Food webs are simplifications of a much larger ecosystem and its interactions. Above are three food webs containing basic species from each third (upper, middle, and lower portions respectively) of the Wicomico River. All the species in these food webs are native to the Wicomico River and can still be seen there today. Because the salinity of the water changes throughout the river, so do the species able to live there. All of these food webs overlap and contain many more species than shown. These basic examples are useful for visualization.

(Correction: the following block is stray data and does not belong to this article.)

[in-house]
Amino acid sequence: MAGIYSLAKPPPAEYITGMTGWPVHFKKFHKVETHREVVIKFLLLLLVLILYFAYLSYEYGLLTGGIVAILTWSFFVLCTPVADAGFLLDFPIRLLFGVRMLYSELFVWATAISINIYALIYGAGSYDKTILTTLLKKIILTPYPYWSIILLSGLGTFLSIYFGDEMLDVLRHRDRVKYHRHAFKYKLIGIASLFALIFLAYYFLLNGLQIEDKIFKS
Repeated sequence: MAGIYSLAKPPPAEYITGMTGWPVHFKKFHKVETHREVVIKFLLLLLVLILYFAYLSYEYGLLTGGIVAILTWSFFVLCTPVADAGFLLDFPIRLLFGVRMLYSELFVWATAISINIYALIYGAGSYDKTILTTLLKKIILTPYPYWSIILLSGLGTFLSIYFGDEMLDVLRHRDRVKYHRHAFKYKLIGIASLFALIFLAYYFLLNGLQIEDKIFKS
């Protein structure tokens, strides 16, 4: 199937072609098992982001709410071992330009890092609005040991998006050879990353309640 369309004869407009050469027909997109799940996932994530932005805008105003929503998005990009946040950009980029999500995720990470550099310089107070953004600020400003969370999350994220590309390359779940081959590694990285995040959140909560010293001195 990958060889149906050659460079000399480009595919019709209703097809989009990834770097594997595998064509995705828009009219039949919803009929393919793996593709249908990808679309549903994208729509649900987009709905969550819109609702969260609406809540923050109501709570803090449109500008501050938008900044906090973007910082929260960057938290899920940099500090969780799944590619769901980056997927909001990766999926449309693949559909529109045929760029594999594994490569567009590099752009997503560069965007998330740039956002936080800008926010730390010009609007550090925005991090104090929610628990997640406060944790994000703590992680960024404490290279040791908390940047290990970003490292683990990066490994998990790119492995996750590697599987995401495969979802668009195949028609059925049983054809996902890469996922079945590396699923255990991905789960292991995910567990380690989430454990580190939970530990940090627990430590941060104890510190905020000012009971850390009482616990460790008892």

All food webs start with the sun. The sun gives plants energy to grow, which means they are autotrophs. Anything that creates its own energy is an autotroph. Animals, because they eat other species to obtain their energy, are called heterotrophs. Click the images for more about that food web and the species included. Follow the black arrows that represent the flow of energy to see how species survive and interact. Blue arrows point to species that directly provide habitats for another animal in the web. Below is a food web that depicts how the invasive species, nutria, affects the middle portion of the Wicomico River. Species that nutria directly removes are crossed out, and the gray arrows show how other parts of the food web suffer.